And furthermore ...

One Man's Treasure encourages the use of anonymous photographs posted here to illustrate books and album covers.
If an image appeals to you, contact John Toohey at

Sunday, 31 January 2010


Beach Snapshots, 1910 – 1950s

The sea rises, the light fails, lovers cling to each other, and children cling to us. The moment we cease to hold each other, the moment we break faith with one another, the sea engulfs us and the light goes out.
James Baldwin

Switzerland doesn’t have a beach. Neither do the Czech Republic, Hungary, Turkmenistan, Chechnya, Laos, Chad, Zimbabwe and Botswana, for starters. The people from those lands never know what it means to gaze out across an empty sea and contemplate its space, which is the same as meditating on life’s alternatives. More, or worse, than that, they never feel the erotic charge of the beach. It’s not something to be discovered on a rare trip to the seaside. It has to be deep in the psyche and so intrinsic as to be taken for granted. People who grow up with the beach head off each summer to be semi naked with thousands of others, drop their pretence at being adults and return to that primeval state where they splash and scream like little children. The next day they knot their ties, polish their shoes and go to work where they assume a mask of mature, responsible dedication. It’s not wildly different from the medieval carnivals where, for a few days each year, the citizens went into a carnal frenzy before the church bell tolled the return to normalcy.

Some time ago, a film maker discovered that one way to let the audience know the actor was in a profoundly melancholic mood was to have him or her walk alone up a deserted beach. Even the Czechs and Laotians who had never seen the seaside understood what was going on. Today in Turkey, the land of the hyperglycaemic video clip, it’s like Mum’s recipe for baklava; no need to change what’s always worked so well. Thing is; most of us beach dwellers have at some time found ourselves on an empty stretch of coast, pondering life’s sharp turns. It draws us, especially when the circumstances demand a particular, self-absorbed sentimentality. It’s no good, for example, if a real tragedy has occurred. That requires serious grieving, ideally in a small, enclosed space like a bedroom. The beach is the place to go when that brief relationship we both knew was flawed has come to an end. The questions we ask are rhetorical because we know the answers very well. Answers aren’t the point anyway; it’s the emotion. In other words, we may be feeling down and philosophical but we’re still enjoying ourselves, enormously.  

Technically, the beach is the worst place to take a camera. Sand scratches the lens, salt air is corrosive and seawater can rust a camera in a matter of hours. Still, we must bring it along. The beach is one of our ritual zones, a place we can behave in ways we can’t anywhere else and if we don’t have the camera to record the moment it could be lost forever. These photographs come from Turkey, Australia, Britain, the USA and a Melanesian island and were taken between 1910 and the 1950s. They prove that no matter where we come from, when we get to the beach we behave the same ways, and the only thing that has changed in the last 100 years is the swimsuit.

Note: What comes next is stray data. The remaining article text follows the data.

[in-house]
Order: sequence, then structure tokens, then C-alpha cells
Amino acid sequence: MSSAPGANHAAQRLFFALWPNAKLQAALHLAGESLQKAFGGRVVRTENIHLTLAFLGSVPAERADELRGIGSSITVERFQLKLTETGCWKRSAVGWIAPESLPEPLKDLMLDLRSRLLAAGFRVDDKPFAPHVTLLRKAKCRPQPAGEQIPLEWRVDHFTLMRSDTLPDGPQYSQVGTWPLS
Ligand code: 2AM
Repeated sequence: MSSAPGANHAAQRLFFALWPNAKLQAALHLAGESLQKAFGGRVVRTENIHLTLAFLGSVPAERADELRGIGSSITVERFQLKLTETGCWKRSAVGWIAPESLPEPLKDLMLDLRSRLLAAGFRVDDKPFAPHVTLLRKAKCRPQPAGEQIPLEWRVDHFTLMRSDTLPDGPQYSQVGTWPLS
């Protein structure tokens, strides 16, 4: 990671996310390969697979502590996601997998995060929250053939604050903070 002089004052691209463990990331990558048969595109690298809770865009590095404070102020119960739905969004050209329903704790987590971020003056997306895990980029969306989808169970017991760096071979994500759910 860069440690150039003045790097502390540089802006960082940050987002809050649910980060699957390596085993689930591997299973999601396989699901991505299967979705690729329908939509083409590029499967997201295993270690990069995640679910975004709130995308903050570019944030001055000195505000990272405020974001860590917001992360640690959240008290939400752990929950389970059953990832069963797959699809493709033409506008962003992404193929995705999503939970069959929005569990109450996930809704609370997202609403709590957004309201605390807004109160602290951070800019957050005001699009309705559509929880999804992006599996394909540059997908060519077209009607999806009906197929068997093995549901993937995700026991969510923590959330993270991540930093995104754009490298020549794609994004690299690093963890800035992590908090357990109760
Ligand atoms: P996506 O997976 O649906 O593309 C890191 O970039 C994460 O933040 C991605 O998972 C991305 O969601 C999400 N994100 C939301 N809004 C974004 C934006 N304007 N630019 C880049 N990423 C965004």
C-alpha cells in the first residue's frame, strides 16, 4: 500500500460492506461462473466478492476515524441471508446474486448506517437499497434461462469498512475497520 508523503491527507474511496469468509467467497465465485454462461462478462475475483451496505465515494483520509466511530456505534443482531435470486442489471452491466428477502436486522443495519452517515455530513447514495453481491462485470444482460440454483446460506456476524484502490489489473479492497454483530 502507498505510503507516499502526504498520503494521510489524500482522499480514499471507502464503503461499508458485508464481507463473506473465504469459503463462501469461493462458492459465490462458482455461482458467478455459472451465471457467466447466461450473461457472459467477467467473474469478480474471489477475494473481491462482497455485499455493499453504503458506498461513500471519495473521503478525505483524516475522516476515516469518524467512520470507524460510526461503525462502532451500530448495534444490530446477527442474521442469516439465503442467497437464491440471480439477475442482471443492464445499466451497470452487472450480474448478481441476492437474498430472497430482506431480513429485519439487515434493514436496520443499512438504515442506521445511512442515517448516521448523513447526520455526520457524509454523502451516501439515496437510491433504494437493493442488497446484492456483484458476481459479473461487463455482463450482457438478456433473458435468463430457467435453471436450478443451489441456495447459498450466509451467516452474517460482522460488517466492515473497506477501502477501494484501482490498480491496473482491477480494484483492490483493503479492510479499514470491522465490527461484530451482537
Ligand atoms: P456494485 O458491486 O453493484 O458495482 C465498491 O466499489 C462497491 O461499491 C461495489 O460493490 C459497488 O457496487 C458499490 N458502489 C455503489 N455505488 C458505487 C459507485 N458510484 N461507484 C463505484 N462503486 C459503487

Thursday, 28 January 2010


Studio Boats

The owl and the pussycat went to sea
In a beautiful pea green boat
They took some honey, and plenty of money
Wrapped up in a five pound note

Edward Lear, 1871

The beautiful pea green boat the owl and the pussycat set out in came from a photographer’s studio. The boat Edward Lear drew for the 1871 edition of Nonsense Songs and Stories has a high curved bow and stern and barely enough room for two small animals and a pot of honey. But what other vessel would a bird and a cat use? Lear’s poem has a dream’s logic and clarity. One could say the same about photographs of people in studio boats. At first glance they are ridiculous yet the very best of them have a poetic sensibility. In A. Caccia’s image, the girl wears a soporific expression as though midway through her sleep the boat has glided to the still water’s bank. It’s a verse from a poem, if not by Lear then Lewis Carroll.

The concept of using a boat as a studio prop is so idiosyncratic that one person must have come up with it but while their name is lost, the idea spread so quickly that examples from the 19th century can be found across the world. From small town America to Cairo, Egypt, in Sydney, Tokyo, Norway and New Zealand, people stood or sat behind a painted effigy and held an oar out while the photographer fussed under the black cloth. The idea most probably originated in a seaside resort like Blackpool or Nice in the 1860s, about the same time studios were learning the tricks of montage and double exposure so that they could photograph the subject, retreat to the darkroom and emerge with a print of him or her standing somewhere else in the world.